Secretary of State for Defence Gavin Williamson recently announced that rules regulating recruiting personnel from Commonwealth countries into the British armed services are to be relaxed.

Stuart Crawford was a regular officer in the Royal Tank Regiment for twenty years, retiring in the rank of Lieutenant Colonel in 1999. Crawford now works as a political, media, and defence and security consultant in Edinburgh and is a regular commentator and contributor on military and defence topics in online and other media, including the UK Defence Journal.

Hitherto, with various exceptions, potential recruits from Commonwealth countries had to prove five years residence in the UK before being eligible to join. No longer.

Just to be clear, there is nothing new about Commonwealth subjects serving in Britain’s armed services (as opposed to being attached temporarily or on exchange programmes). During my own army service in a Scottish armoured regiment we had a couple of Canadians and two Kiwis in the Officers’ Mess, with British army commissions – or more properly the Queen’s Commission – and there have been longstanding derogations to allow citizens of the Republic of Ireland and Ghurkas from Nepal to serve.

But the new relaxing of the rules comes at an interesting time.  Back in April this year, a National Audit Office report found the number of full-time military personnel in the armed forces was 5.7%, or 8,200 people, short of the required level, and that it would take at least five years to close even part of the gap. The army in particular was reportedly over 5,000 personnel short of its target man/womanpower target of 82,000 last month.

The recent opening of the so-called combat arms to women is probably one reaction to the shortfall, but much of the blame for poor army recruitment figures has been laid at the door of “international business process outsourcing and professional services company” Capita, to which the contract for army recruitment was awarded in 2012. It would appear that interest to join the army remains strong but the company is failing to convert this interest into recruits in anything like the required numbers. Why Capita has not been sacked by the MoD over this remains a subject of some conjecture; possibly alleged penalty clauses in the contract of around £50 million (figure from fours year ago) might have something to do with it?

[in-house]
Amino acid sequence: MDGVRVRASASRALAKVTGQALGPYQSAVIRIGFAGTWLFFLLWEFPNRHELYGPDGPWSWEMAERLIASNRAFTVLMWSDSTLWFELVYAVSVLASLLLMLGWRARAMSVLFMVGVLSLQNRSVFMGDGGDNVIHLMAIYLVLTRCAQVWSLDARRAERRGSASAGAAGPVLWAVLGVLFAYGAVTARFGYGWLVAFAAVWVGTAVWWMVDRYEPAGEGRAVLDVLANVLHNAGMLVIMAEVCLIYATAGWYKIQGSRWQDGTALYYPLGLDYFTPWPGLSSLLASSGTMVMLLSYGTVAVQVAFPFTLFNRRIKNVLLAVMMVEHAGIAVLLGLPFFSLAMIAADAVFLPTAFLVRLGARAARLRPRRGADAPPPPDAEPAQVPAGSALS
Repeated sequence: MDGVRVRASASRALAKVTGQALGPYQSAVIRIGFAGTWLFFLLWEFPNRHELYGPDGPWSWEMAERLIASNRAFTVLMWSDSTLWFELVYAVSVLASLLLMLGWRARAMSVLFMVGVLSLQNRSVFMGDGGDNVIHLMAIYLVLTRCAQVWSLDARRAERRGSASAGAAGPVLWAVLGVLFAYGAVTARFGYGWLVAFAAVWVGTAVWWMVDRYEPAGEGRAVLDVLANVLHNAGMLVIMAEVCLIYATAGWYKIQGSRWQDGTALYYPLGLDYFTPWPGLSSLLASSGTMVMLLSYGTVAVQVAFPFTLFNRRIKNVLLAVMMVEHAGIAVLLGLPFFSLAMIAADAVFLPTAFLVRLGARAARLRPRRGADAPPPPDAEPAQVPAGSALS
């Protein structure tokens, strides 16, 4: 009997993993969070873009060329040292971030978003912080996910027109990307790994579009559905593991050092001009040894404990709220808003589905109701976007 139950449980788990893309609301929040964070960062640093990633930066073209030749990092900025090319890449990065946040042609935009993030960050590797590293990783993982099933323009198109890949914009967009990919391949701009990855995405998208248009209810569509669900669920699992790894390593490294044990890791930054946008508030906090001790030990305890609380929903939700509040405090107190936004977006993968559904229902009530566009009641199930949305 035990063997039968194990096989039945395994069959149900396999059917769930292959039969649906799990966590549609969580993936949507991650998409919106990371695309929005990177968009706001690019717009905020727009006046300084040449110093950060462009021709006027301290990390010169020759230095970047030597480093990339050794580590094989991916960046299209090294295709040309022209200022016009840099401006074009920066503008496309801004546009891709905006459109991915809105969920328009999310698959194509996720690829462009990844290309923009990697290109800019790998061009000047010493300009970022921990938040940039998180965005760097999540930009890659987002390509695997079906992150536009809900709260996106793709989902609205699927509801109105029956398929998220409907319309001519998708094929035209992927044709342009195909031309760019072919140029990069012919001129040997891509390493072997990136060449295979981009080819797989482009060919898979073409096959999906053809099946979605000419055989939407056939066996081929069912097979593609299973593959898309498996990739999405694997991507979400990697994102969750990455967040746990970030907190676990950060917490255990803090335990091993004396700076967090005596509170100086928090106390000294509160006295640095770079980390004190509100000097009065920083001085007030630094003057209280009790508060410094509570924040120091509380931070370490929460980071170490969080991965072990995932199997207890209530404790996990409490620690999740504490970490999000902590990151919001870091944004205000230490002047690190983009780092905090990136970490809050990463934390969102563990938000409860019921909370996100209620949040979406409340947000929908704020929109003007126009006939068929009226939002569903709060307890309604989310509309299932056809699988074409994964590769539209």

Be that as it may, there seems to be little doubt that the new impetus for attracting recruits from the Commonwealth results from the need to fill the man/womanpower shortfall. Which begs the question: what does the British army (the service I know best) have to offer these days to attract potential recruits from across the seas?

Pay might be one, although few people enter a military career purely on the basis of how much they might earn. Here the attractiveness of the offer varies with which Commonwealth country is being considered. If we look at what we might call “white” Commonwealth countries – if I can use that description without being immediately accused of being an alt-right, neo-con, racist white supremacist by the usual suspects – then British army remuneration, for example, may not be much of an incentive.

A quick perusal of New Zealand and Canadian army pay rates, to pick but two, shows that their remuneration compares very favourably with the British army. A NZ private earns roughly £23,500 per annum, a Canadian approximately £21,600, and a British private £19,025.  A NZ 2nd Lieutenant receives approximately £30,000 per annum, a Canadian of the same rank £29,520, and the British equivalent £26,737. Finally, a NZ major might earn an annual salary of £48,750, a Canadian £64,200, and their British counterpart £51,879.

So pay alone is unlikely to persuade recruits from these countries to join the British army. Of course, there are lots of other reasons they might wish to do so – travel overseas, different or more sophisticated equipment, family connections, more opportunities in a larger organisation etc – which are all perfectly understandable and valid.

However, when you look at the lesser developed Commonwealth countries there is a different picture. Using just the one example of the Indian army, where a private soldier earns approximately £4,380 per annum and a Lieutenant £8,580, it’s easy to see that pay might well be an important part of the offer. Others will be better qualified to comment on whether the same applies to the other services, and I hope they might do so.